Caribbean Thoughts

by Carol Mitchell

Celebration of Life – Part 2

Ghanaians celebrate the end of life with the same gusto that they welcome it. For the Ashanti tribe, it is of particular significance. A funeral is a major social event.

Ashanti funerals often take place several months, even over a year after the person has died. The reason is that the family must often save for quite a while to raise enough money to give their loved one what is considered an appropriate send-off. Large funerals signal the family’s love for the deceased and the family’s status in life. The funeral is believed by some to pave the way for the person’s spirit into the next life.

Ghana Coffins - Tiger

For me, it is difficult to understand the elaborate preparations for a funeral celebration in light of the day-to-day struggles and sacrifices faced by so many in Ghana, and the number of children who go without their basic needs fulfilled.

I avoid funerals at all cost, and I have not attended an Ashanti funeral myself yet, but I intend to do so before leaving. I don’t need to know anyone who has died, anyone can attend a funeral by arriving appropriately dressed and asking permission from a family member. Ashanti funerals are three day events usually beginning with a Friday night wake and ending with a reception after Church on Sunday. Attendees sport the latest fashion with the family in red and other guests in black. I will write on this in greater detail once I actually attend an event.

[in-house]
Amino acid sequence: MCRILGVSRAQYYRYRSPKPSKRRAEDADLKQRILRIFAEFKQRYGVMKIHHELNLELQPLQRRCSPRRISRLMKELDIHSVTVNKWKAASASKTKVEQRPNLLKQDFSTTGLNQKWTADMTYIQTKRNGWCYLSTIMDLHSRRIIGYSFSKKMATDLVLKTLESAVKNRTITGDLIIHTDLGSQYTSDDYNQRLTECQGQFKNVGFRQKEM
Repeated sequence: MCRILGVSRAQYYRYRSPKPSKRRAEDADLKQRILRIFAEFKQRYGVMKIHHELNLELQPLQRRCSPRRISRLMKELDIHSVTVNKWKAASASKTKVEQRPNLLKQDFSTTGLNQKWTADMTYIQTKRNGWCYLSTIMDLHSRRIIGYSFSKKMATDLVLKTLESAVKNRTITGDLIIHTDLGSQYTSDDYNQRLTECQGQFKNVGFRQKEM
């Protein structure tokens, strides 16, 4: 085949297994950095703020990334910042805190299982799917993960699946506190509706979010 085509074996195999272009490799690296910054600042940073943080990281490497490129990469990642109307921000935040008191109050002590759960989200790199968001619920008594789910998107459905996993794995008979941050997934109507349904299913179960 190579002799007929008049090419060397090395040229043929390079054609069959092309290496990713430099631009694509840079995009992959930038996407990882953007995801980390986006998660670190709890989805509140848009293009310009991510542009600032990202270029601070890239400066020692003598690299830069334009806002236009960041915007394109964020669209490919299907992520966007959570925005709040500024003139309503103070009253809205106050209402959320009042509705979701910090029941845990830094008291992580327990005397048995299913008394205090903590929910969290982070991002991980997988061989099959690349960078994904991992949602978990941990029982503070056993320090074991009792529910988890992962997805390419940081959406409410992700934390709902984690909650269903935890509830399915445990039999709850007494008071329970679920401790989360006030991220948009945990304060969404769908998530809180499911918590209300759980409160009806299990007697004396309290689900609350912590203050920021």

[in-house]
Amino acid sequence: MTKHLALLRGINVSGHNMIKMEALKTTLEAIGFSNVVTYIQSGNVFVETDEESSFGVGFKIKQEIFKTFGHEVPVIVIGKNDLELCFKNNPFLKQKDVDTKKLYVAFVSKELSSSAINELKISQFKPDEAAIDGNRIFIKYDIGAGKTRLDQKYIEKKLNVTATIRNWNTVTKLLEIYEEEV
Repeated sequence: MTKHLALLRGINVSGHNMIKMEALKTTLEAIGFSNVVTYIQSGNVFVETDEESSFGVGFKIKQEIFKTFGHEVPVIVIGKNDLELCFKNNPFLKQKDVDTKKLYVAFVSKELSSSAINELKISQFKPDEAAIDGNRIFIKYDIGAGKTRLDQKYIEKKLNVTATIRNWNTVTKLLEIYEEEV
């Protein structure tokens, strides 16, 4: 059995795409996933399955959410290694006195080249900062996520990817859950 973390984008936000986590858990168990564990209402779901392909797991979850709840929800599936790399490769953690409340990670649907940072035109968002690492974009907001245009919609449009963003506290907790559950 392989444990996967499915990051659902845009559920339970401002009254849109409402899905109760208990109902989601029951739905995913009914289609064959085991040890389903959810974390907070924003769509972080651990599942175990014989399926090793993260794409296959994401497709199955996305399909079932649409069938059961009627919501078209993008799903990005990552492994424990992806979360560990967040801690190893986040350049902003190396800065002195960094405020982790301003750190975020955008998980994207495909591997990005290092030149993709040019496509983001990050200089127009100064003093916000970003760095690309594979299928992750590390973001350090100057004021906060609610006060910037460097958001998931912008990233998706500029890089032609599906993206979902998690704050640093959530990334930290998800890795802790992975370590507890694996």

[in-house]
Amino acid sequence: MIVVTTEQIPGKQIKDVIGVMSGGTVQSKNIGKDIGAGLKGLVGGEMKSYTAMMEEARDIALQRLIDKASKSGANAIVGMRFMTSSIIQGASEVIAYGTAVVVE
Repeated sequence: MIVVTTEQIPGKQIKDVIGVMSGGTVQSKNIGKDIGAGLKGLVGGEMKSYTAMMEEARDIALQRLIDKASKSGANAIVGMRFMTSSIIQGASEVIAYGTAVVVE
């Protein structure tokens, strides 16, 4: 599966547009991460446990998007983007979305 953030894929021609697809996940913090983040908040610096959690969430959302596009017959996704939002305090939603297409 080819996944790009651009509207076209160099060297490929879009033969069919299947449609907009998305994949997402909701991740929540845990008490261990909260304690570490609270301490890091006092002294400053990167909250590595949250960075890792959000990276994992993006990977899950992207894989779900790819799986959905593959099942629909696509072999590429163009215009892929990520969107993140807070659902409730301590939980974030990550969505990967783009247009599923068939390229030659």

One point of great interest is the “fantasy” coffins mostly used by people of the Ga tribe. About 50 years ago, a tradition began in Ghana of burying people in coffins that reflect their personality, trade, life’s work or unfullfilled aspirations. The story goes that the first such coffin was in the shape of an airplane, built by a husband for his wife who had always wished to ride in a plane but never had.

Coffin makers craft large, colourful, realistic versions of just about any item you can imagine. Mothers are often buried in coffins shaped and painted like a large hen. A fisherman may be buried in a coffin shaped like a fish or a boat; a carpenter, a hammer; a photographer, a camera; a writer, a pen. Someone devout may choose a Bible for their loved one. I heard of that one gynecologist was buried in a uterus shaped coffin. Cars (especially Mercedes and Cadillacs), mobile phones, leopards, lions, canoes, cocoa beans and several elephants are also very popular.

Ghana Coffins - Flour Bag and a Tro-Tro

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